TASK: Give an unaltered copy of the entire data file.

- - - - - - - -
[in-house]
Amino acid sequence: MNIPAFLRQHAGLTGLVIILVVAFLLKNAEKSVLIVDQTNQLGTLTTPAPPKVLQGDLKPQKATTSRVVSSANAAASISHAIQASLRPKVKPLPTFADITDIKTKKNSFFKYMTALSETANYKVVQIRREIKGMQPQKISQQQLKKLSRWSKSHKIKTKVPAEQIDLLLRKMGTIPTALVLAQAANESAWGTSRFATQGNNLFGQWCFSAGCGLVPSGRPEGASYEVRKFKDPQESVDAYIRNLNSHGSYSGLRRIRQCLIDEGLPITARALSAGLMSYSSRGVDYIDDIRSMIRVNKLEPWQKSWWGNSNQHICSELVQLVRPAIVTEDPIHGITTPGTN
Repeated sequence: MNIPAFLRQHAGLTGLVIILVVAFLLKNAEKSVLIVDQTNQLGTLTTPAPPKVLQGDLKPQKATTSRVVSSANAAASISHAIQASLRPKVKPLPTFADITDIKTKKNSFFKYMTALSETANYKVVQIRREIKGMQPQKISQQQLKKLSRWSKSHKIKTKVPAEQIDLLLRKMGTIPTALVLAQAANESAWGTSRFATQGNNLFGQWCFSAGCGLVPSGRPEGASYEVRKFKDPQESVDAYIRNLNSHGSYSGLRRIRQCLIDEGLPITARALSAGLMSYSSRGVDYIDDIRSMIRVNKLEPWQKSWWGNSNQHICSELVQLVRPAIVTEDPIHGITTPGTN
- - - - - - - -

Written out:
[in-house]
Amino acid sequence: MNIPAFLRQHAGLTGLVIILVVAFLLKNAEKSVLIVDQTNQLGTLTTPAPPKVLQGDLKPQKATTSRVVSSANAAASISHAIQASLRPKVKPLPTFADITDIKTKKNSFFKYMTALSETANYKVVQIRREIKGMQPQKISQQQLKKLSRWSKSHKIKTKVPAEQIDLLLRKMGTIPTALVLAQAANESAWGTSRFATQGNNLFGQWCFSAGCGLVPSGRPEGASYEVRKFKDPQESVDAYIRNLNSHGSYSGLRRIRQCLIDEGLPITARALSAGLMSYSSRGVDYIDDIRSMIRVNKLEPWQKSWWGNSNQHICSELVQLVRPAIVTEDPIHGITTPGTN
Repeated sequence: MNIPAFLRQHAGLTGLVIILVVAFLLKNAEKSVLIVDQTNQLGTLTTPAPPKVLQGDLKPQKATTSRVVSSANAAASISHAIQASLRPKVKPLPTFADITDIKTKKNSFFKYMTALSETANYKVVQIRREIKGMQPQKISQQQLKKLSRWSKSHKIKTKVPAEQIDLLLRKMGTIPTALVLAQAANESAWGTSRFATQGNNLFGQWCFSAGCGLVPSGRPEGASYEVRKFKDPQESVDAYIRNLNSHGSYSGLRRIRQCLIDEGLPITARALSAGLMSYSSRGVDYIDDIRSMIRVNKLEPWQKSWWGNSNQHICSELVQLVRPAIVTEDPIHGITTPGTN